University of Victoria rowing coach Barney Williams is seen in the stands during the Greater Victoria Invitational at CARSA Performance Gym at the University of Victoria in Victoria, Friday, Nov. 29, 2019. The University of Victoria and the head coach of its women's rowing team have denied allegations of demeaning and aggressive treatment outlined in a lawsuit filed last summer by a former student and team member. THE CANADIAN PRESS/Chad Hipolito

UVic, women’s rowing coach deny former athlete’s allegation of verbal abuse

UVic, women’s rowing coach deny former athlete’s allegation of verbal abuse

VANCOUVER — The University of Victoria and the head coach of its women’s rowing team have denied allegations of demeaning and aggressive treatment made in a lawsuit filed last summer by a former student and team member.

In a response to the civil claim by Lily Copeland, Barney Williams and the university say the training environment during the 2018-19 season was not hostile and the coach’s communication was always professional.

The defendants say the training was “competitive and rigorous intended to foster the athletic abilities” of Copeland and the other coxswain.

They say Williams’ communication with Copeland was “respectful and appropriate for team coaching designed to maximize performance.”

Copeland’s statement of claim filed in British Columbia Supreme Court alleges Williams would berate her inside a locked storage structure known as the “sauna,” standing close to her and speaking aggressively.

It says Copeland suffered injuries including stress-induced physiological symptoms and lost self-esteem, while the university failed to provide her with a safe training environment.

None of the allegations has been proven in court.

“At no time did Williams ever have a meeting with (Copeland) in any locked room, including the sauna,” says the defendants’ response, filed in November.

“While Williams would have debriefing meetings with (Copeland) and others,” occasionally in the sauna, “they were always professional, objective, and constructive intended to provide feedback,” it states.

“The door is often kept closed to retain heat … but other athletes and coaches would regularly enter the room at any time.”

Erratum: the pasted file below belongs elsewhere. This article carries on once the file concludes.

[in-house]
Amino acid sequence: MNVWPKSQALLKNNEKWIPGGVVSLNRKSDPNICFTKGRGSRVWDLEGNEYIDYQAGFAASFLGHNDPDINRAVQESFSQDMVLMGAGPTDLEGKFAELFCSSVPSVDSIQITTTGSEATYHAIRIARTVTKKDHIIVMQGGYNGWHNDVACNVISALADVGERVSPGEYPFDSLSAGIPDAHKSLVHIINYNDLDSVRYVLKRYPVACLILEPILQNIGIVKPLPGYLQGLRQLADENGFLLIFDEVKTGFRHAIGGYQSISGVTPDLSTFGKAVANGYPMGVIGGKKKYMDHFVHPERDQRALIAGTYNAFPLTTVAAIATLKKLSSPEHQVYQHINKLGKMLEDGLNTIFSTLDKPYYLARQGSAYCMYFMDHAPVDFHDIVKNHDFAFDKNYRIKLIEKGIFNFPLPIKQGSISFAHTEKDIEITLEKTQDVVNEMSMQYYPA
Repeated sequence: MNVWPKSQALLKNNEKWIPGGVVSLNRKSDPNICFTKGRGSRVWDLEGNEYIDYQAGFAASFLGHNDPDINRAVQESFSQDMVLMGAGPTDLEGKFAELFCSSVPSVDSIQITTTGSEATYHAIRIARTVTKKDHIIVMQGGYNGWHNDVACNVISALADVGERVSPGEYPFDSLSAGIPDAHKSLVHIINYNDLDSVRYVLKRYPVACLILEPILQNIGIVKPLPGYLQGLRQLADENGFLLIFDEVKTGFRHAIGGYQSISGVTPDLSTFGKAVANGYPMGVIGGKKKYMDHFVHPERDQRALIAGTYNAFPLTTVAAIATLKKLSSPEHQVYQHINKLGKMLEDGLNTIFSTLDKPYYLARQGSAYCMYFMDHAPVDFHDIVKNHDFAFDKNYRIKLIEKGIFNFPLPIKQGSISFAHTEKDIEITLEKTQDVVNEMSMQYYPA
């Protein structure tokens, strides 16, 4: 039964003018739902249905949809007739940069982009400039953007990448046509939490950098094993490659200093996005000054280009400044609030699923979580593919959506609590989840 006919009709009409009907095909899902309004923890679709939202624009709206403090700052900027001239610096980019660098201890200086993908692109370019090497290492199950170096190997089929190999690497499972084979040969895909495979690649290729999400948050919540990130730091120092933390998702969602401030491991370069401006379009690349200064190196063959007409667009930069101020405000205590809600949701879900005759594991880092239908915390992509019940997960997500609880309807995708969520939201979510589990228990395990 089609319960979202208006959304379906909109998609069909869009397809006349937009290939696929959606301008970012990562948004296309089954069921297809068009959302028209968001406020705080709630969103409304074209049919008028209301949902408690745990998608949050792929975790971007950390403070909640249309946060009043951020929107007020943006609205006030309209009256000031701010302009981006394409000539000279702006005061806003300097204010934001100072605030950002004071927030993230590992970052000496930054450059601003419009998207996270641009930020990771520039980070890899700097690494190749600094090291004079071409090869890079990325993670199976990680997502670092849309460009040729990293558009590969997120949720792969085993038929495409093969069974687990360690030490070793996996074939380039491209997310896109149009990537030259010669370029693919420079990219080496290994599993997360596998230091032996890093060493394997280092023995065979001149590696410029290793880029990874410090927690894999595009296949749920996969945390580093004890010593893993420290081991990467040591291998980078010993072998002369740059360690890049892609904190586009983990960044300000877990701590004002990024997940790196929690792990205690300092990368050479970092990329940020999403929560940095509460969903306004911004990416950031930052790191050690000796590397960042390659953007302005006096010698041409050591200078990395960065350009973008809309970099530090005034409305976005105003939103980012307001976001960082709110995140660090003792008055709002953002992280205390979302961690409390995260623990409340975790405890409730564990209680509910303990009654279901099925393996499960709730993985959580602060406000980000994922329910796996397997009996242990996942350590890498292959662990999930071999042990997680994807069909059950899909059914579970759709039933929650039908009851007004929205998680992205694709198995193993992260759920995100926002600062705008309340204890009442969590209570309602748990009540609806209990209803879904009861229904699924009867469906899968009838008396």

Copeland alleges in her lawsuit that she was often late or missed academic classes as a result of the so-called “sauna episodes,” while the team’s assistant coach, Sam Heron, took steps to comfort and shield her.

Heron’s actions included waiting outside the door and escorting her away from practices, according to the statement of claim filed last July.

William’s response denies Heron took any of the alleged actions, but says if she did, she did not advise Williams of her concerns.

The coach also denies allegations that he criticized Copeland’s weight and that he told her to “toughen up” in relation to her mental health.

The lawsuit alleges the university failed to train or supervise Williams properly, failed to adopt appropriate coaching standards for varsity athletes and failed to take adequate steps when Copeland complained informally to the associate director of sport in October 2018. She later made a formal complaint through the university’s equity and human rights office.

The school hired an adjudicator who found Williams’ behaviour did not breach the campus discrimination and harassment policy.

The university has since implemented a professional code for coaches and added various resources to support student athletes. It also hired a director of varsity performance sport last fall to oversee varsity athletics “with a clear focus on safe sport,” it said in an update posted online in December.

Copeland’s lawsuit argues both Williams and the school owed her a duty of care to provide safe environments for learning, training and competition.

The non-adoption of national U Sports and Safe Sports guidelines does not constitute negligence on the school’s part, the response to her lawsuit says.

The defendants deny that Copeland suffered from any of the injures she claims and assert “no circumstances existed or were known to (the university) that (Copeland) was ever suffering harm,” it says.

Copeland “has not been harmed by her experience at UVic, nor from her relationship with Williams as her coach as alleged or at all,” it says.

The response also points to a series of seemingly cordial text messages between Copeland and Williams in December 2018 and January 2019, as well as a thank-you card she signed at the end of the 2019 season.

Copeland expressed “moments of performance anxiety for which she sought and received support,” the defendants say, denying the allegations that Copeland told Williams she was scared of him and that their interactions had significantly aggravated her mental health challenges.

Rowing Canada is also conducting an investigation into Williams.

This report by The Canadian Press was first published April 9, 2021.

This story was produced with the financial assistance of the Facebook and Canadian Press News Fellowship.

Brenna Owen, The Canadian Press

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